Item 137 #2c- This amendment provides $400.0 million from the general fund for the School Construction Grant Program. Language allows local school divisions to use the School Construction Grants Program funds, as introduced, for debt service payments on school projects that have been completed or initiated during the last ten years and clarifies that funds shall not be used for repair or replacement of parking lot or for facilities that are predominantly used for extracurricular athletic activities. Additionally, language clarifies that any unexpended funds shall be carried on the books of the locality in local escrow accounts pursuant to § 22.1-175.5.
Item 137 #3c- This amendment provides clarification that the calculation of required local effort for Infrastructure and Operations Funds shall include local funds used for nonrecurring expenses; clarifies that these funds may be used to pay for debt service on projects that have been initiated but not yet completed; and requires unexpended funds to be deposited into a local capital school projects escrow fund.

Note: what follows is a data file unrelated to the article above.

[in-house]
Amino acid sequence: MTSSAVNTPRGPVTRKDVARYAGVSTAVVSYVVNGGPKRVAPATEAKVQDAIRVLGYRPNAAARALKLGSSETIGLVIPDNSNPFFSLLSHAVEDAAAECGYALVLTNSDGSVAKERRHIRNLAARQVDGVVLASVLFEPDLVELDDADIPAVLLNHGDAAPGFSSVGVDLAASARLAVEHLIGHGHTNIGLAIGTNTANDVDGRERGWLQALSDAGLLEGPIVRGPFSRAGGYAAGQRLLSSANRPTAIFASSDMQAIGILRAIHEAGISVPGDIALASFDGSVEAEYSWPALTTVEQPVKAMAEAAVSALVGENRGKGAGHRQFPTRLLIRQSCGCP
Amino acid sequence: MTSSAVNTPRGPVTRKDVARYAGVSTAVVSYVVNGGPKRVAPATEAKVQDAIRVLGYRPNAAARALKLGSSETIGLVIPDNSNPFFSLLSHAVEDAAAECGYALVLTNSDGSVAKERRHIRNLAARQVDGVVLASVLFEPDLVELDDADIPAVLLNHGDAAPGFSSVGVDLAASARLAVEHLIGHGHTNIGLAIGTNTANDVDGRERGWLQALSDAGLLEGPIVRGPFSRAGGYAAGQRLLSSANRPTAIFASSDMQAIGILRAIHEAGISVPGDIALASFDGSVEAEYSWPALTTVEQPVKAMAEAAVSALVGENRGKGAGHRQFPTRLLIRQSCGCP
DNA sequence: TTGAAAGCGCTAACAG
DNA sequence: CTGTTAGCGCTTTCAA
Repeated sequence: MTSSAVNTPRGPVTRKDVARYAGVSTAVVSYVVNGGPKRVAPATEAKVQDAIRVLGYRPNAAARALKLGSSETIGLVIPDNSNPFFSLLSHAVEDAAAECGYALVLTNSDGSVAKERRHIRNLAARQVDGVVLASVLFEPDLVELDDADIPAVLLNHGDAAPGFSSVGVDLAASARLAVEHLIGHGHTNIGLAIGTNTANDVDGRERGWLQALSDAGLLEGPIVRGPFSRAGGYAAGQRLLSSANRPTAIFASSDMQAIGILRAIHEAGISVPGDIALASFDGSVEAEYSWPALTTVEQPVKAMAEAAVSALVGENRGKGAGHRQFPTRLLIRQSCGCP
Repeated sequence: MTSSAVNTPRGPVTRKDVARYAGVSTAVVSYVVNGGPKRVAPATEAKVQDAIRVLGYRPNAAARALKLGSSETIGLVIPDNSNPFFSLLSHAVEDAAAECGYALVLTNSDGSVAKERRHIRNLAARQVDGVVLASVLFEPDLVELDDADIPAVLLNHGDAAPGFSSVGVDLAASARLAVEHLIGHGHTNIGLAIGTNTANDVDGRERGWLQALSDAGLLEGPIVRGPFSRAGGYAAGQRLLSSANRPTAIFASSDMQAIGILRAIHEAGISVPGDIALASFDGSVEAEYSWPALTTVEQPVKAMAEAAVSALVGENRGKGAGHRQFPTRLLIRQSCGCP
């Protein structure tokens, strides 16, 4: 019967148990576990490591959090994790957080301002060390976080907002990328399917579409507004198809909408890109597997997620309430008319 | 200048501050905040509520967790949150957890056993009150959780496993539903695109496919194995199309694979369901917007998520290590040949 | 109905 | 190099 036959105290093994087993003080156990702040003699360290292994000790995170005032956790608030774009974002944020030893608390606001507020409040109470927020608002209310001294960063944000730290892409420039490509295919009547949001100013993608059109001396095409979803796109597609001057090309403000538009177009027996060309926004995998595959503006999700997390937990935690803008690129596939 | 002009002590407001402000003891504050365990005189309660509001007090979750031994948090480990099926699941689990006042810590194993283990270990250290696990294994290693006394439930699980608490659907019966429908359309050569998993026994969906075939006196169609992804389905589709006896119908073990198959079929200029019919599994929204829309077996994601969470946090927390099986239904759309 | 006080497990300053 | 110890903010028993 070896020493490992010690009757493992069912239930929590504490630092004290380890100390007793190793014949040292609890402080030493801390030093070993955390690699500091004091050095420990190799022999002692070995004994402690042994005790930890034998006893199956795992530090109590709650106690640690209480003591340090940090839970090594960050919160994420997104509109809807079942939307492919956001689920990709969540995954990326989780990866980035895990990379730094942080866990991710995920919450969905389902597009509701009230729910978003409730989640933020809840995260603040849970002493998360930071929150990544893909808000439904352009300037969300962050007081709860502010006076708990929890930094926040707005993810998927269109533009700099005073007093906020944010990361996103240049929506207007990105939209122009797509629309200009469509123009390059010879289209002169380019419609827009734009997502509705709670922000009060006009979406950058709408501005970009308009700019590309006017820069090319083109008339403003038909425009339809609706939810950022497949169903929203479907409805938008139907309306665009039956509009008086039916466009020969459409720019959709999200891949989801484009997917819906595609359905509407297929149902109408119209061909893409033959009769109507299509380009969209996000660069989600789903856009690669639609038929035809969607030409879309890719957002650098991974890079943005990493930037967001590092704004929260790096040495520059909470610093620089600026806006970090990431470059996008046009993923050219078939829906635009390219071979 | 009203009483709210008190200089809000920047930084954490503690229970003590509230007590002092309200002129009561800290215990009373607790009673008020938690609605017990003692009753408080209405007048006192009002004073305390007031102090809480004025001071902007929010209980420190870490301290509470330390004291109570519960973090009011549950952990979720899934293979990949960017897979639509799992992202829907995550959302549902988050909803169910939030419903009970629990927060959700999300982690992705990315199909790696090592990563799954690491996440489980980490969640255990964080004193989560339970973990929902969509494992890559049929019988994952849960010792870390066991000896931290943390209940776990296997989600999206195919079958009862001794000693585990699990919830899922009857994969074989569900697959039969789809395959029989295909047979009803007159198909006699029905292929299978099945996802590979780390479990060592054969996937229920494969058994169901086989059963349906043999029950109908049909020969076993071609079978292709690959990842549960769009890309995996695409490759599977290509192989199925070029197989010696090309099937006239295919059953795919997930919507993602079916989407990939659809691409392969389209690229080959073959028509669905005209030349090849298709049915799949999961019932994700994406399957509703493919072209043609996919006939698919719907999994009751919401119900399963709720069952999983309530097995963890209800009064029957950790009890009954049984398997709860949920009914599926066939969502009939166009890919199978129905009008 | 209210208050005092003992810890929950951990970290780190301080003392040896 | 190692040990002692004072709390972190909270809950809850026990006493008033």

Item 137 #4c- This amendment maintains the current English learner (EL) teacher ratio of 20 such teachers per 1,000 identified EL students. The introduced budget proposed increasing the staffing standard to 22 EL teachers per 1,000 EL students, for an additional $10.3 million the first year and $11.7 million the second year from the general fund.
Item 137 #5c- This amendment provides $10.0 million the first year from the general fund and $10.2 million the second year from the general fund for the state share of one full-time school principal position for each elementary school. Current law provides that elementary schools with fewer than 300 students are provided a half-time principal position.